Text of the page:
Mean (SD)  17.08 (21.46)  24.35 (27.61)  11.57 (13.23)  0.071*,b 
Median (IQR)  8.0 (29.0–4.0)  11.50 (30.0–4.25)  6.0 (17.50–1.50)   
IgM (mg/dl)
Mean (SD)  38.08 (47.15)  48.22 (61.25)  30.68 (32.38)  0.311b 
Median (IQR)  20.0 (41.75–8.50)  25.0 (48.0–15.0)  19.0 (41.0–6.50)   
IgE (IU/mL)
Mean (SD)  7.51 (17.30)  14.32 (25.59)  3.23 (6.55)  0.132b 
Median (IQR)  1.0 (2.75–1.0)  1.0 (22.50–0.65)  19.0 (41.0–6.50)   
Lymphocyte, cell/mL
Mean (SD)  2681.88 (1525.39)  2357.33 (1542.39)  2900.95 (1493.18)  0.058*,b 
Median (IQR)  2200.0 (3600.0–1600.0)  2000.0 (2662.0–1400.0)  2601.0 (3895.0–1925.0)   
CD3+lymphocytes, cell/mL
Mean (SD)  74.36 (11.72)  72.35 (12.93)  75.80 (11.32)  0.264a 
Median (IQR)  75.0 (83.0–66.25)  72.30 (79.50–62.70)  77.60 (85.0–67.65)   
CD4+T cells, cell/mL
Mean (SD)  27.54 (12.62)  24.53 (12.93)  29.75 (12.10)  0.117a 
Median (IQR)  26.0 (35.0–18.0)  23.0 (31.50–14.50)  28.0 (38.30–21.25)   
CD8+T cells, cell/mL
Mean (SD)  43.30 (16.02)  42.29 (16.43)  44.05 (15.92)  0.682a 
Median (IQR)  43.0 (55.60–31.0)  42.0 (54.80–27.60)  43.35 (56.25–32.45)   
CD19+lymphocytes, cell/mL
Mean (SD)  9.55 (8.52)  10.56 (11.07)  8.81 (6.14)  0.981b 
Median (IQR)  8.0 (13.10–3.64)  8.15 (13.65–2.03)  7.30 (12.39–4.60)   

Ig, immunoglobulins; CVID, common variable immune deficiency.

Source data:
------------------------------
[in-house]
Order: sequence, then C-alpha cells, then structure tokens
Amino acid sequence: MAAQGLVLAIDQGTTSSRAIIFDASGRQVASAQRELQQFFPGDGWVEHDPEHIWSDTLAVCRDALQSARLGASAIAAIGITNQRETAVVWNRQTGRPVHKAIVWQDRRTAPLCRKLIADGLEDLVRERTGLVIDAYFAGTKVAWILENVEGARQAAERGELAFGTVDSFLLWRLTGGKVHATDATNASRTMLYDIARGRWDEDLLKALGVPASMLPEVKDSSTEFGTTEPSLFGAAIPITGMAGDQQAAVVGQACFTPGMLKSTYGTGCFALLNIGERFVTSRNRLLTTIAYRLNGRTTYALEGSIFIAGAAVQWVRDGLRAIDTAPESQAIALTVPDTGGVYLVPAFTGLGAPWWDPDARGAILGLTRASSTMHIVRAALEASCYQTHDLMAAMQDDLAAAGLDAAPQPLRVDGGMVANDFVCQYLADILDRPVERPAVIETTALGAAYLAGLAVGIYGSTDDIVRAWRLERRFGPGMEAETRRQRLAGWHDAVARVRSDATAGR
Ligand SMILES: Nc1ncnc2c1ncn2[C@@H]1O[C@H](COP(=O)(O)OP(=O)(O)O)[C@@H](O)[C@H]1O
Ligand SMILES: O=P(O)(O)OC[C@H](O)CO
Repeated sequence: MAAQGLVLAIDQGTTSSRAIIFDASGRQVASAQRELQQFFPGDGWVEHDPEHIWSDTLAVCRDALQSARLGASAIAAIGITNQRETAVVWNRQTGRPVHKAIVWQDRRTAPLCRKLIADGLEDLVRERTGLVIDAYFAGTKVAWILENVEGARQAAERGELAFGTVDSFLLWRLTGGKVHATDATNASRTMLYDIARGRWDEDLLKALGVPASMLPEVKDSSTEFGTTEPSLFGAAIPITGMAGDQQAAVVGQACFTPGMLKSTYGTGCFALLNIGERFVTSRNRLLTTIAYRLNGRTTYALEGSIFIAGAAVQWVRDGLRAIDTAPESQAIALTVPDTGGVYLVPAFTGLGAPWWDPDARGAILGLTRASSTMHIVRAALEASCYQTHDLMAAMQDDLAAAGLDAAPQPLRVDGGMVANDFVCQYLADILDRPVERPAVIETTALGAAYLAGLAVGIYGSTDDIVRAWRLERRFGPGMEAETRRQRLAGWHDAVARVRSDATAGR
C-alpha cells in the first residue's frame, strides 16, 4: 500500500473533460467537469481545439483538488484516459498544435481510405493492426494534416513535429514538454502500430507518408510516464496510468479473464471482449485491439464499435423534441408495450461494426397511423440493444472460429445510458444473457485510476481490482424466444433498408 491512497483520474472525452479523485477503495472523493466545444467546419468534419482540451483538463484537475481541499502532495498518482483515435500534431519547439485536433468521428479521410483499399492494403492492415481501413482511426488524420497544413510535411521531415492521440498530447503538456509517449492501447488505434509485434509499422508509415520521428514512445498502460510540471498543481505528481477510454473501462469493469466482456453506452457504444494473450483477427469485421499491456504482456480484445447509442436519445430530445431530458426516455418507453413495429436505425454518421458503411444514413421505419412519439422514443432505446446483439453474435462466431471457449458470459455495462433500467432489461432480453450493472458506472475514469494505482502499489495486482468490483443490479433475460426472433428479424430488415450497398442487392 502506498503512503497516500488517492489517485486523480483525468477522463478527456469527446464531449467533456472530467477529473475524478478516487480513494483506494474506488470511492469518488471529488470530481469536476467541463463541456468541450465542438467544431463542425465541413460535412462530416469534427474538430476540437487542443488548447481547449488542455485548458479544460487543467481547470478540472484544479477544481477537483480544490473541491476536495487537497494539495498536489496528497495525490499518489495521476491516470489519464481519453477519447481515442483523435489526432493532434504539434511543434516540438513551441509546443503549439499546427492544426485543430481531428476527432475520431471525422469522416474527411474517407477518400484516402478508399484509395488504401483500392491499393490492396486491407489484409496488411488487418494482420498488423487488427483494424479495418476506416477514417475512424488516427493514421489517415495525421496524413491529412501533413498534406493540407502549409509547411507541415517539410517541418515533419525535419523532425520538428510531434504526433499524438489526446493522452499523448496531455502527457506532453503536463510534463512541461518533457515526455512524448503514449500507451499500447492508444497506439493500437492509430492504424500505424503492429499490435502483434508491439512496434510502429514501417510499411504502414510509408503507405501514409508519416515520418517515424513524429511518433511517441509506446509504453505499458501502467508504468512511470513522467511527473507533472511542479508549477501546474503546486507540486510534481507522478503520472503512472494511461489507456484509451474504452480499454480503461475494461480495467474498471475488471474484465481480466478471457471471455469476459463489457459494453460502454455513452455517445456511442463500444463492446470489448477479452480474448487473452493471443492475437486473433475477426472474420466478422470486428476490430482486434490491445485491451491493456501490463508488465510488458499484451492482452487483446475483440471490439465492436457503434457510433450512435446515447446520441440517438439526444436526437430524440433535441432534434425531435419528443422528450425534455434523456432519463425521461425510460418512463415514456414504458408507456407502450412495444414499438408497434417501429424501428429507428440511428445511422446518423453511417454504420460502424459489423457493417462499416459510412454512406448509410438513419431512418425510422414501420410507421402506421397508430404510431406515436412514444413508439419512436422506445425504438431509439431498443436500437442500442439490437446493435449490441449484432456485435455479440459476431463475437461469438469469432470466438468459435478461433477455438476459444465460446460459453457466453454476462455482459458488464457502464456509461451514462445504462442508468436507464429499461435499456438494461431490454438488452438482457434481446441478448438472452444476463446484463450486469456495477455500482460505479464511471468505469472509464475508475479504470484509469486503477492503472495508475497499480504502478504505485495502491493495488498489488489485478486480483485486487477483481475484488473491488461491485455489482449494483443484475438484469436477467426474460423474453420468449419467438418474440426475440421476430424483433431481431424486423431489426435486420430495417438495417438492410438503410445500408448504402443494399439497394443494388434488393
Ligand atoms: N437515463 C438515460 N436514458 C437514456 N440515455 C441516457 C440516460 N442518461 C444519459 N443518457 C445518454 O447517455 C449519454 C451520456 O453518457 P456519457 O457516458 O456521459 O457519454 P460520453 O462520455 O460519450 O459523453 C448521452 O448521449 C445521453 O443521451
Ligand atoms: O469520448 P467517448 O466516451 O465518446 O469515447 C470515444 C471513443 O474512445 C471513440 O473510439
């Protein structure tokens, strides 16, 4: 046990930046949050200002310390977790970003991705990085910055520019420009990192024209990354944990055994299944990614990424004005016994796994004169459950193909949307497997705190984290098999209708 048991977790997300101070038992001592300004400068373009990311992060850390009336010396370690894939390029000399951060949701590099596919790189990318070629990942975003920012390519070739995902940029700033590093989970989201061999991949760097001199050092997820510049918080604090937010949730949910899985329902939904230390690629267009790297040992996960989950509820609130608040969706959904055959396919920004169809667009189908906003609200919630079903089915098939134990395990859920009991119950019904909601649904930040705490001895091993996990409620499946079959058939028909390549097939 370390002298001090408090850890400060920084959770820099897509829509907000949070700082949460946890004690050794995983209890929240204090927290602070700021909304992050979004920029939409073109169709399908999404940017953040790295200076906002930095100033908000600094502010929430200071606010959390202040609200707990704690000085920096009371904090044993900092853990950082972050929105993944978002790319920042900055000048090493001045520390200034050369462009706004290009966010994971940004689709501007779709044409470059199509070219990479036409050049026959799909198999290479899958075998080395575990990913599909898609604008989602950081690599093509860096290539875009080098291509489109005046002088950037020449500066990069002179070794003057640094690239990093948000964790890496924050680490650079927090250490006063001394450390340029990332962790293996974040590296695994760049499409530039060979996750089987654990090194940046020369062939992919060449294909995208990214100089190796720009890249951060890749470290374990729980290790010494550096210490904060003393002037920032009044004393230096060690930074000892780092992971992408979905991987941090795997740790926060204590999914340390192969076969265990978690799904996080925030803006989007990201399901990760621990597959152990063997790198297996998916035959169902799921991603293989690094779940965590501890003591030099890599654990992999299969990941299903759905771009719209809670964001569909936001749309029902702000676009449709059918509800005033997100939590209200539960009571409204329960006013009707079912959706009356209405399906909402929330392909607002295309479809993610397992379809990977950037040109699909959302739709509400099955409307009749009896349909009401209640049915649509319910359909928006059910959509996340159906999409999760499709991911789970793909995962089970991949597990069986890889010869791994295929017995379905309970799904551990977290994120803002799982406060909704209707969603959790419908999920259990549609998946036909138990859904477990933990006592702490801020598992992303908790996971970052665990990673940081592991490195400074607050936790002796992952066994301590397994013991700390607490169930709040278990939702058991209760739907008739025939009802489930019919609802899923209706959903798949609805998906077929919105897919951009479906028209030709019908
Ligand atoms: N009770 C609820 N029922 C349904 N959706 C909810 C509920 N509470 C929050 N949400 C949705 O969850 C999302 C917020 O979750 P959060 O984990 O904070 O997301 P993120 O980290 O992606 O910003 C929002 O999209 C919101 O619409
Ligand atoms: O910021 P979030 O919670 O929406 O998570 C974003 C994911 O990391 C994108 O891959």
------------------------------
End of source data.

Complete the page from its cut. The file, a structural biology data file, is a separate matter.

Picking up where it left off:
Note. For age, delay diagnosis and Ig levels, the median is shown [with 25th and 75th percentiles]. N, count.

*

p-Value is statistically significant. <0.10.

a

Parametric test.

b

Non-parametric test.

Figure 1.

The first presentation of CVID patients in this cohort. Infection, chronic diarrhoea, autoimmunity, and lymphoproliferative disorders were the most frequent first presentations seen in 71 CVID patients, respectively. In one patient, non-immunological neurological symptoms were the first presentation.

(0.12MB).
Figure 2.

Distribution of age, age of onset, age of diagnosis, diagnostic delay, age at diagnosis of autoimmunity and years of follow-up. EOO, age of onset; EOD, age of CVID diagnosis; DD, diagnostic delay; AI, age at autoimmunity.

(0.07MB).

In our study, the most frequently seen autoimmune manifestations were autoimmune cytopenias and autoimmune gastrointestinal diseases (Table 2). The prevalence of autoimmune disease was 14 out of 31 (45.2%) in female patients and 15 out of 41 (36.6%) in male patients. Although autoimmunity seemed to be more common in females, the difference between male and female patients was not significant (p=0.463). Consanguinity was found among 43 of the CVID patients, 20 patients (46.5%) of whom had a manifestation of autoimmunity.